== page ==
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I really struggle to think of any examples that justify your question. Perhaps I just haven't seen them, if there are.99% of the payware addon aircraft I own has an amazing VC. Aeroworx B200, Digital Aviation Dornier and Cheyenne, Sibwings Saab Safir, Level-D 767, PMDG 747, ALL the Carenado aircraft...the list goes on.Not to mention the INFINITE quality of VC's in David Maltby's BAC-111, and Trident...and these are freeware.If its only military aircraft you fly, then perhaps you own Alphasim aircraft, and similar. If this is the case, then yes, you probably are seeing a differing quality in VC's. They throw out an aircraft every couple of months it seems, and whilst I am sure they are fun and enjoyable to fly, the downside is that the VC's and so on, are not at the absolute cutting edge. Realair on the other hand, have only done a handful of aircraft...thus more time and energy is put into the modelling, and thus the end product is of a far higher quality.Regards,Al.

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If your into military aircraft, grab that Cloud 9 Phantom while it's going cheap.I paid full price for it and considered it MORE than worth it. I hardly fly military but have always had a soft spot for the Phantom.

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Why don't you try the Cloud9 MB339 and Phantom ? They both have trial versions, and are on 50% sale right now.

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I wish I hadn't looked now. I really don't like buying add-ons (nothing personal :-) ) because I just don't have the time use them. They tend to get installed and flown a few very short flights and then forgotten about due to lack of time.................and then I see yet another comment about that bloody Phantom!!!I mean, it's a Phantom. I don't know how many different plastic F4 kits I made as a kid, but the temptation to get a FS Phantom is probably too much to ignore.................now if I could land it on a deck somewhere as well :-yellow1 Greatest Airliners - DC-8Greatest Airliners - 727 Whisperjethttp://www.dreamfleet2000.com/gfx/images/F...BANNER_PAUL.jpg

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Can't you engineer some kind of swap deal? A Phantom for a 727 seems like a good deal to me! I do think you'd like it though. It's the quickest way to heaven on my PC, in more ways than one!

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Hi,Some make excellent VC's: all airplanes from "RealAirSimulations", Saab 91 from "Sibwings" and not mentioned already the Yak 40 from "Suprunov Design".Regards,Hugo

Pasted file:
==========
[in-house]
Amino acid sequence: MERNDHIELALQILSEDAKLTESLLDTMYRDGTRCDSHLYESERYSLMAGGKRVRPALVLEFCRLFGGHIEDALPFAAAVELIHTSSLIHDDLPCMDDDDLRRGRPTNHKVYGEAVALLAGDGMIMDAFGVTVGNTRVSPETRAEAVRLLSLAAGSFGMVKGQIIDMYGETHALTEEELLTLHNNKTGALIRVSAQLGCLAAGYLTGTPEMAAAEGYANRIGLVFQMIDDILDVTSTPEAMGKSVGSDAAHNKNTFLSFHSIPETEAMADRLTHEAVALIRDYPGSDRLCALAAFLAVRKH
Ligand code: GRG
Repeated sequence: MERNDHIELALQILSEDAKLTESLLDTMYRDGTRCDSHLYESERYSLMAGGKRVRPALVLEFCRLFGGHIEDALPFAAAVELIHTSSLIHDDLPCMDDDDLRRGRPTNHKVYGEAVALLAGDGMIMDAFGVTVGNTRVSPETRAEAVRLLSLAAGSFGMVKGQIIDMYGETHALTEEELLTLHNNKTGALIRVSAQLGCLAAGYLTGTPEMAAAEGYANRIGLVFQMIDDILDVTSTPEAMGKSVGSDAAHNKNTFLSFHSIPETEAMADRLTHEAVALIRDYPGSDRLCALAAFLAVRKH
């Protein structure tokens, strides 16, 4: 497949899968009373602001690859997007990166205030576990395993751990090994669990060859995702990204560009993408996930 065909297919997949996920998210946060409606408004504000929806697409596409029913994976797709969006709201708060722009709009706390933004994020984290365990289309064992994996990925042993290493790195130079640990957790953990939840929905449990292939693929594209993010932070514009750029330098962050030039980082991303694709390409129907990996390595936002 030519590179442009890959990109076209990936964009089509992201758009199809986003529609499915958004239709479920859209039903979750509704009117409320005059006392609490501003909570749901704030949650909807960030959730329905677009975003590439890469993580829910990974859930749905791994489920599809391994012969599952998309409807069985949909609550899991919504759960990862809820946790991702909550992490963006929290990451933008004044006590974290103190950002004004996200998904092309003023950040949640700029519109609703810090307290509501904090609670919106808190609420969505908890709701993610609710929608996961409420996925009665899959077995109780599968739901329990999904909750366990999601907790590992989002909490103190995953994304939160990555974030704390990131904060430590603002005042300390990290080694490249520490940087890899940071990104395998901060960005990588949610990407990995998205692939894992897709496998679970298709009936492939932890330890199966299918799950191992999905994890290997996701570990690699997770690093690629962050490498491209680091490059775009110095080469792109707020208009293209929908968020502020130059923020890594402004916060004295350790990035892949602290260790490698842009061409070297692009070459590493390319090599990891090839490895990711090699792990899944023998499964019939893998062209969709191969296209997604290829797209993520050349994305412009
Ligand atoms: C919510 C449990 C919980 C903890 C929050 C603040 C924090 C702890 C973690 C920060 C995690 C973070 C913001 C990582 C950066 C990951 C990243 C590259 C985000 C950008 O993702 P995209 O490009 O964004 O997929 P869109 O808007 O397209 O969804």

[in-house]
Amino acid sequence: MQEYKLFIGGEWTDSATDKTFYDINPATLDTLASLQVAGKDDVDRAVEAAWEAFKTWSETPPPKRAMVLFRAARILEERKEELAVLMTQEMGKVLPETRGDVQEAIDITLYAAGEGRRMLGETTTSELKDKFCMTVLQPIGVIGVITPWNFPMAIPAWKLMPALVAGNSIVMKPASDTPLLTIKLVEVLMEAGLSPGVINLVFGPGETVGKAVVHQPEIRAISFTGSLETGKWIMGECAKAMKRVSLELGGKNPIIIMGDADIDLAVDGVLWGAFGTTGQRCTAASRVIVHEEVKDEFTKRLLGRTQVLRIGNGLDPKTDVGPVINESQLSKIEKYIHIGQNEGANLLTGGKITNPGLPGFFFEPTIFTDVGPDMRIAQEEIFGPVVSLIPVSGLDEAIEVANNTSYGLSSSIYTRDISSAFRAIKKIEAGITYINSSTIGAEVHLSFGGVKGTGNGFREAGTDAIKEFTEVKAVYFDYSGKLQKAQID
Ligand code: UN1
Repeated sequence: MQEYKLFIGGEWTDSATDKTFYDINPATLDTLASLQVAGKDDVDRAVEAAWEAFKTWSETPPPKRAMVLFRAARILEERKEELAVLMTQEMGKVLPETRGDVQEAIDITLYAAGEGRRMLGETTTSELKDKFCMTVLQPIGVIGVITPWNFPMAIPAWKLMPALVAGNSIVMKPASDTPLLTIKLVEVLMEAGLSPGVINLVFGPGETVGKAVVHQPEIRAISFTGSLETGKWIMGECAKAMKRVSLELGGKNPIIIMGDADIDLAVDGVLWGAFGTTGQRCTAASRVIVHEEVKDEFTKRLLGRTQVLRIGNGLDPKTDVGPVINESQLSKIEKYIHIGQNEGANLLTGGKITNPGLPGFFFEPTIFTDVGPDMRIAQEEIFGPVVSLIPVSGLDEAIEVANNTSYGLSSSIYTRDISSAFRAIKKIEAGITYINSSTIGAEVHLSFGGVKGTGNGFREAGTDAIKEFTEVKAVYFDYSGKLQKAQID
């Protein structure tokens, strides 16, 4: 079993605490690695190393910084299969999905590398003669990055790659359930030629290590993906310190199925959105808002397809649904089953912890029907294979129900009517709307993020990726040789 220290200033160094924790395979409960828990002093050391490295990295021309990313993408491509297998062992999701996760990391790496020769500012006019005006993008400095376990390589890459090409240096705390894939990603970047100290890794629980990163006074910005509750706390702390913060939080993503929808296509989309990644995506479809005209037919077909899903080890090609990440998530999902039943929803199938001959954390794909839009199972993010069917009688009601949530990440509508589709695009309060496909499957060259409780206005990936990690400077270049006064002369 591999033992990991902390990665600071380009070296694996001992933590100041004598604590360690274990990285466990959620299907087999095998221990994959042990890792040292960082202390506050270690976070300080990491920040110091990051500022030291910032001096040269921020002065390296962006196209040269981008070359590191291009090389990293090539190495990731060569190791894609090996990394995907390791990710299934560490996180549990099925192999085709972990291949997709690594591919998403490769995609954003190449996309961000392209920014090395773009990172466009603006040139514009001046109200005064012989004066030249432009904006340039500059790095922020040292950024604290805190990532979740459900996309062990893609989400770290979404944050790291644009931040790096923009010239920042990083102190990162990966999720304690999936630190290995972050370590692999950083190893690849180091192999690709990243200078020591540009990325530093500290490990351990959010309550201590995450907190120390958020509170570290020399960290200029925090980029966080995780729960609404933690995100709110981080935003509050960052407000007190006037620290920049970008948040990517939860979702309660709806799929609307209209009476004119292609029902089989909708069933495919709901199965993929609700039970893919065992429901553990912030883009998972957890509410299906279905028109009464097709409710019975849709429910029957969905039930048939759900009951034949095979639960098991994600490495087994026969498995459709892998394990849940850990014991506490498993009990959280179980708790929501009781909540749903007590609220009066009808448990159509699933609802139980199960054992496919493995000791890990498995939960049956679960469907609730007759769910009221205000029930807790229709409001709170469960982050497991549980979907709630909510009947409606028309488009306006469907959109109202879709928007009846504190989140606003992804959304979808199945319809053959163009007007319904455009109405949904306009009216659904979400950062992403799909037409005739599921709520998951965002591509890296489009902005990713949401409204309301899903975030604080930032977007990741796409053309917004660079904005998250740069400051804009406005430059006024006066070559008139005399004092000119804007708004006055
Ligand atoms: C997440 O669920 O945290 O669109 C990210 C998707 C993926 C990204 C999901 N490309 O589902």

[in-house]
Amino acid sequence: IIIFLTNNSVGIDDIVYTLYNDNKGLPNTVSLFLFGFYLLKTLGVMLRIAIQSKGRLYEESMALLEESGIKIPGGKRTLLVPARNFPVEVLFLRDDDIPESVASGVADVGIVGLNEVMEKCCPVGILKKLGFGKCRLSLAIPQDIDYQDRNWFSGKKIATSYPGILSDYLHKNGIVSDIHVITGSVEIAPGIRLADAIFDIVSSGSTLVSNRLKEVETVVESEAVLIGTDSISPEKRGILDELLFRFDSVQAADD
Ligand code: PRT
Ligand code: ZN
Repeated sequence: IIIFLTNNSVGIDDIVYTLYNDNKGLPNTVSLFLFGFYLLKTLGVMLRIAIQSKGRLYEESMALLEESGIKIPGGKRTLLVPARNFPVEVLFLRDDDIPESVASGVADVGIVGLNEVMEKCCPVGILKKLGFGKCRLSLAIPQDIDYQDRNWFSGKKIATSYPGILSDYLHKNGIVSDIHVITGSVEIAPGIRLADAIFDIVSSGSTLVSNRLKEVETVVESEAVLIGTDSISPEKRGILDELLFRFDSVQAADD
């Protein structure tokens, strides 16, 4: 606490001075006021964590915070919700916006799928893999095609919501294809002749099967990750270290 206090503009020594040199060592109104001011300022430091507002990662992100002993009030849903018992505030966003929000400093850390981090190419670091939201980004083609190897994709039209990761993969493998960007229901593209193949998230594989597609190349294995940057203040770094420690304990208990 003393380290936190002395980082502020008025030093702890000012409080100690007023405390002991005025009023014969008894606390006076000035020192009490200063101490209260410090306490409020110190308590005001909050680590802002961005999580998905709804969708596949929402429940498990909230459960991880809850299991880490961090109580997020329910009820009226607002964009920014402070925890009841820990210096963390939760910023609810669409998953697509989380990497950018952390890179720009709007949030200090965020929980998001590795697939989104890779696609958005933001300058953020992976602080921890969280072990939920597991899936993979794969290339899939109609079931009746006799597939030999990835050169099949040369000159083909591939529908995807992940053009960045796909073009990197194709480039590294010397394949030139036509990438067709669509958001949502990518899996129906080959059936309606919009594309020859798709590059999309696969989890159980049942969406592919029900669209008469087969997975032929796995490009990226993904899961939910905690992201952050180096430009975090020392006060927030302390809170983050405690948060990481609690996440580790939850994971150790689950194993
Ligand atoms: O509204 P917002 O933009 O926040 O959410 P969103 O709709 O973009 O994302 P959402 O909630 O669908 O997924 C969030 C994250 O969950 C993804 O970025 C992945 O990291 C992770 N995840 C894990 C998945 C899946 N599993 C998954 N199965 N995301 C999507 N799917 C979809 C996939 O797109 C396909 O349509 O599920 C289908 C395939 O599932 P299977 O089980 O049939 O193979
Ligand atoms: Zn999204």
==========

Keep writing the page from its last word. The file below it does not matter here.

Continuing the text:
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>If its only military aircraft you fly, then perhaps you own>Alphasim aircraft, and similar. If this is the case, then>yes, you probably are seeing a differing quality in VC's. >They throw out an aircraft every couple of months it seems,>and whilst I am sure they are fun and enjoyable to fly, the>downside is that the VC's and so on, are not at the absolute>cutting edge. Well I guess this sums up what I'm getting at, as far as different quality VC's. From what you guys have said it seems most devs out there have a nice VC, and I don't own anything from most of those companies listed so I guess I wouldn't know that. Since Alphasim turns out so many aircraft I can see where there would be a downside to that in the VC quality. The airlinerxp shots above are amazing. I'll just have to look around a bit more and see whats out there, as it seems clear I don't know a whole lot about the guys with the nice VCs. Thanks for the info, and I appologize if my comments where insutling to the add on market.

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>You want to see some quality VC shots?>>Overhead>http://www.airlinerxp.com/forum/viewtopic.php?t=163>http://www.airlinerxp.com/forum/viewtopic.php?t=9>>Pedestal>http://www.airlinerxp.com/forum/viewtopic.php?p=1533#1533>>The bar is being raised. :)Jeff thanks for posting the 'url's' for the Airliner XP. It looks fantastic. I know it's still being developed but it's already got me VERY interested.Seems you might be ending your 'low and slow' period soon eh Jeff? ;-)